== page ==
“Homeless people stay on the street because they’re afraid of what’s going to happen to their pet. They’re not willing to put it in a separate shelter,” Jet Doye, senior development director for the center, told the Los Angeles Daily News. “Women stay in violent situations because they’re afraid of what’s going to happen to their pet if they leave.”

One of the residents visiting the park on opening day was Jennie Link, there with her 95-pound bull mastiff/pit bull mix.

“This is my baby. He’s everything to me,” she said.

(Top photo: Bobby Ann Luckett, a Weingart Center resident, visits the new dog park with her dogs, Princess Ann, an 8-year-old Maltese/terrier mix, and Chub-Chub Lee, a 16-year-old cocker spaniel-Rottweiler mix., by Mel Melcon / Los Angeles Times; lower photo: Resident Kimberlee McKee gives her dog Maggie May a kiss during the opening of the new dog park at the Weingart Center, by Hans Gutknecht, Los Angeles Daily News/SCNG)

Alpha — the “first” boy meets dog movie — hits theaters this month

It’s certainly not the first “boy and his dog” movie, but “Alpha,” coming out this month, is the oldest, at least in terms of the history it attempts to portray — that being 20,000 years ago when man and wolf first befriended.

It’s a tale from the ice age, billing itself as historical and an “incredible story of how mankind discovered man’s best friend.”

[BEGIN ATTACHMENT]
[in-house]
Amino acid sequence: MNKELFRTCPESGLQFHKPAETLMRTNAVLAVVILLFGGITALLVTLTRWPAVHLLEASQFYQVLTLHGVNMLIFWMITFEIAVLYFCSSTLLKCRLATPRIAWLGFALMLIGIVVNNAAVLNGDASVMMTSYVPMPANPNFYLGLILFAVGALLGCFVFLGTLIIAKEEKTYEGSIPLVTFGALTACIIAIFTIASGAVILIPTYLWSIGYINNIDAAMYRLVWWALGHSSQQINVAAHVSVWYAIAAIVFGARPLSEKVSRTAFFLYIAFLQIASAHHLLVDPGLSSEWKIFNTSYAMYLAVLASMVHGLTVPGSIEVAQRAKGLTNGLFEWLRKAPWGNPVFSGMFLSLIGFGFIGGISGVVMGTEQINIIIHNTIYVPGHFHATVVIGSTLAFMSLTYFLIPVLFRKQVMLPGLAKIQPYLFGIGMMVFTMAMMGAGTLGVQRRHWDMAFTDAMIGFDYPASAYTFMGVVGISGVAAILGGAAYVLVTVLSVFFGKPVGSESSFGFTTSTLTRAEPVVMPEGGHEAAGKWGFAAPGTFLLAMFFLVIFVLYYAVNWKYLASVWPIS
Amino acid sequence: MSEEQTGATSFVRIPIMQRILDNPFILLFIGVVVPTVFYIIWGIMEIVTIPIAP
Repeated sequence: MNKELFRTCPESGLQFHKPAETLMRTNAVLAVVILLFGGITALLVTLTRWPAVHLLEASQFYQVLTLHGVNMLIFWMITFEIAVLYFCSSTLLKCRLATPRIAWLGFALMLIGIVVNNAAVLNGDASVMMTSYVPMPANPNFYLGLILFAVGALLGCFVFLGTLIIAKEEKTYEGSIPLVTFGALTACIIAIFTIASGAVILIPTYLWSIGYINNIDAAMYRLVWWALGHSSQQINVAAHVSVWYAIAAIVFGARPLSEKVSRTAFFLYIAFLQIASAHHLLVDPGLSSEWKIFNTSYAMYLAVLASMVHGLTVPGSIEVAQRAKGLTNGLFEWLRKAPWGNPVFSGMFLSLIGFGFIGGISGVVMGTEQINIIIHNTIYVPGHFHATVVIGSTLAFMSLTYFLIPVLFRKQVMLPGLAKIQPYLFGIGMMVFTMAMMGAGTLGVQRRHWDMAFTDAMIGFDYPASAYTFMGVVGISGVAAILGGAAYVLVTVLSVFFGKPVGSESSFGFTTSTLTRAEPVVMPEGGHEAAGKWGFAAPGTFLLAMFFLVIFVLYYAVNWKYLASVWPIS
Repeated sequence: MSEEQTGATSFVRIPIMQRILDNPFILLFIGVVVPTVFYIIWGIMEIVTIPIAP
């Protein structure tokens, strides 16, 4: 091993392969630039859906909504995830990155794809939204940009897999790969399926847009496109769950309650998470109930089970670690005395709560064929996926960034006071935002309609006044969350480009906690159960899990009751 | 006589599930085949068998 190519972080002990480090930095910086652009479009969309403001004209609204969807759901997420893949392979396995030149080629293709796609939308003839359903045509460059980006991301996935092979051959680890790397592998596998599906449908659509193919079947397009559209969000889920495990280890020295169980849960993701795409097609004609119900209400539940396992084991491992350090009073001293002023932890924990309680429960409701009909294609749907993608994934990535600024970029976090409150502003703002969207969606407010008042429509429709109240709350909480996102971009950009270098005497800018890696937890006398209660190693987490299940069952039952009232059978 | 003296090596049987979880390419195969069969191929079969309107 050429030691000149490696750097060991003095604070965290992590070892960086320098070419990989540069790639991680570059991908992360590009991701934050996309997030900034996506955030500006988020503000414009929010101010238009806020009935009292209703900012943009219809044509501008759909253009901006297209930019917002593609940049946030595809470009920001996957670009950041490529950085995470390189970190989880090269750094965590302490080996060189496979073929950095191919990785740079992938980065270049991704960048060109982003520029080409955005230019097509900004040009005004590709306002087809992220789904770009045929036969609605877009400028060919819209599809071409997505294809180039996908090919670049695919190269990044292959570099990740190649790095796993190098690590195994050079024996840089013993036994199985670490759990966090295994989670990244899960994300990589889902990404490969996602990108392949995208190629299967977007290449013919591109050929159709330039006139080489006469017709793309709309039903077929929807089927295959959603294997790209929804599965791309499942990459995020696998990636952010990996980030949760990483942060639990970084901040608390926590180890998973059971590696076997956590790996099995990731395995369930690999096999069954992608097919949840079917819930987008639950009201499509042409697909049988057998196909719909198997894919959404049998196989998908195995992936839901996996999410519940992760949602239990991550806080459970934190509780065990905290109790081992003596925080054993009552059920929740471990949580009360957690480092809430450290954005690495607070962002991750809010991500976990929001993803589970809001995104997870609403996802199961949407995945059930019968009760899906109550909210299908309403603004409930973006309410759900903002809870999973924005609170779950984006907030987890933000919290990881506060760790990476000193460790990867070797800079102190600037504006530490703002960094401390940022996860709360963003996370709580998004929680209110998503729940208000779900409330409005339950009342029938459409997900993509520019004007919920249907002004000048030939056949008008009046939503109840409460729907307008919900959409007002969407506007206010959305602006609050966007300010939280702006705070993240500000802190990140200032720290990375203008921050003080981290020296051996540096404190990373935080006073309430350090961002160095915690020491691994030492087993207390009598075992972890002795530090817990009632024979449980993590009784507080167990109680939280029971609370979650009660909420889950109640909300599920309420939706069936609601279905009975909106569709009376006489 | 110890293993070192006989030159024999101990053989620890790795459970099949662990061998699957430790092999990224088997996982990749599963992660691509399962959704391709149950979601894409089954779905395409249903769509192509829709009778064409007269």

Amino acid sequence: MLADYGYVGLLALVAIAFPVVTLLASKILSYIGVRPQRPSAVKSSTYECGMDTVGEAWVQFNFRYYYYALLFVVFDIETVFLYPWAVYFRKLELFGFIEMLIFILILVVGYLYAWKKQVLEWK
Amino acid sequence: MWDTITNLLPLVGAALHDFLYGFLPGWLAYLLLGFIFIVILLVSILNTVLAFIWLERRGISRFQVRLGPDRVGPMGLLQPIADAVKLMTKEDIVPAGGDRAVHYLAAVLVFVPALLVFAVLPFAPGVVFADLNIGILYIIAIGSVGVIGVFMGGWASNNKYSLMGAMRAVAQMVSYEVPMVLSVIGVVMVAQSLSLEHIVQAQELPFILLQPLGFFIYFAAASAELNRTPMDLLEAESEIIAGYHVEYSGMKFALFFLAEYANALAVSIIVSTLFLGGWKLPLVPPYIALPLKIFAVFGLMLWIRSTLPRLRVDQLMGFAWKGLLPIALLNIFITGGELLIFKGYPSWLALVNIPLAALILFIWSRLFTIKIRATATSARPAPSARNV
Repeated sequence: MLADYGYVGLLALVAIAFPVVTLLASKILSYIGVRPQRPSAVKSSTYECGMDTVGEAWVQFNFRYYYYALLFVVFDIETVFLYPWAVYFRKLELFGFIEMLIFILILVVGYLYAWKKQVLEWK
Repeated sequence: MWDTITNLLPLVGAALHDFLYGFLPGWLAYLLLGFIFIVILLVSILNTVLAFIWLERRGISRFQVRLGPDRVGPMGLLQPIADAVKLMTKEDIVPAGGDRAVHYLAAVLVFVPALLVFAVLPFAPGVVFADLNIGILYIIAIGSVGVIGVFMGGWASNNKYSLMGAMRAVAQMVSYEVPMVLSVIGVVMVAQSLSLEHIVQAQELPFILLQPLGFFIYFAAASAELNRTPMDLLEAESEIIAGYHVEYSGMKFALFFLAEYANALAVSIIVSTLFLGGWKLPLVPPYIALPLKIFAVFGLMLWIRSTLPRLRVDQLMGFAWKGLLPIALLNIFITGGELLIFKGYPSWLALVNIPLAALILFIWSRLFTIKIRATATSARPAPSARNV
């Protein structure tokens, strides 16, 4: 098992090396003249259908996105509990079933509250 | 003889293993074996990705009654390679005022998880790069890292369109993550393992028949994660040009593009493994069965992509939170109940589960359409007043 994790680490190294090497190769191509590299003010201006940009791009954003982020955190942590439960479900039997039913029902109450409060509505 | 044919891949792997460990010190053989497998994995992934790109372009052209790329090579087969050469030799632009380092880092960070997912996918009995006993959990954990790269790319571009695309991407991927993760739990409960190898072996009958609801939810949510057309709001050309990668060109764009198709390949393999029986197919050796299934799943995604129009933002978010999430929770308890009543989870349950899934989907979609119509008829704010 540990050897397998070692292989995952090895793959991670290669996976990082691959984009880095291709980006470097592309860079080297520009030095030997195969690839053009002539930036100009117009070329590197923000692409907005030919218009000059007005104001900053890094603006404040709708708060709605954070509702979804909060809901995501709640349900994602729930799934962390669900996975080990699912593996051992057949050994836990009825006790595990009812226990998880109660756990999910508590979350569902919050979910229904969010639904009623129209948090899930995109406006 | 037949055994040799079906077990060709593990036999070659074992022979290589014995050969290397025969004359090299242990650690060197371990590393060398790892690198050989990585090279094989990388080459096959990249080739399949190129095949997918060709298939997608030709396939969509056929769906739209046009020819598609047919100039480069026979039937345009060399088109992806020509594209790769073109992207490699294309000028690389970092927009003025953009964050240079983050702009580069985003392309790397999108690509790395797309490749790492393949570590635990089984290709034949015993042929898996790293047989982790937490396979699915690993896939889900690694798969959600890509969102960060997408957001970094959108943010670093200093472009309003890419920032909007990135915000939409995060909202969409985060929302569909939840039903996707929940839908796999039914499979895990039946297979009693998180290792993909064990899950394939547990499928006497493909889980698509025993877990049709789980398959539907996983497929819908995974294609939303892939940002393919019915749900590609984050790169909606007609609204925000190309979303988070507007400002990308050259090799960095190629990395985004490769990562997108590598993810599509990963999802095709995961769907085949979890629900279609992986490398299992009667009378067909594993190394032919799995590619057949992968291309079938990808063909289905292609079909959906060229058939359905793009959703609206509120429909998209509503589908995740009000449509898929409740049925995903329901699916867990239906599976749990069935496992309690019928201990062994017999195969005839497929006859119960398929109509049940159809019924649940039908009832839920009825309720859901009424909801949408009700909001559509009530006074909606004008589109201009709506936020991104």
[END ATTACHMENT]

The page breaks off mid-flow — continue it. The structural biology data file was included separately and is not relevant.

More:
It takes place in Europe, 20,000 years ago.

Alpha-300x300While on his first hunt with his tribe, a young man is injured and left for dead. He awakens to find himself alone in the wilds.

Things get worse from there when he encounters a pack of wolves and fends them off, injuring one of the younger ones. He can’t bring himself to kill the wolf who, like him, has also been abandoned by his pack.

That proves to be a bumpy process, requiring more than a “here, boy,” or a tossed treat.

The two eventually bond, learning to rely on each other as they encounter dangers that include doing battle with prehistoric animals as they try to find their way home before winter arrives.

The movie was directed by Albert Hughes and features “X-Men: Apocalypse” star Kodi Smit-McPhee and Johannes Haukur Johannesson.

Lawsuit claims Rachael Ray’s Nutrish contains weed killer

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A $5 million class action lawsuit has been filed against Rachael Ray’s Nutrish dog food, alleging it contains a chemical used in weed killer.

The suit, brought by Bronx resident Markeith Parks on behalf of himself and others, claims that samples of the dog food were found to contain the chemical glyphosate, a herbicide used in Roundup and other weed killers.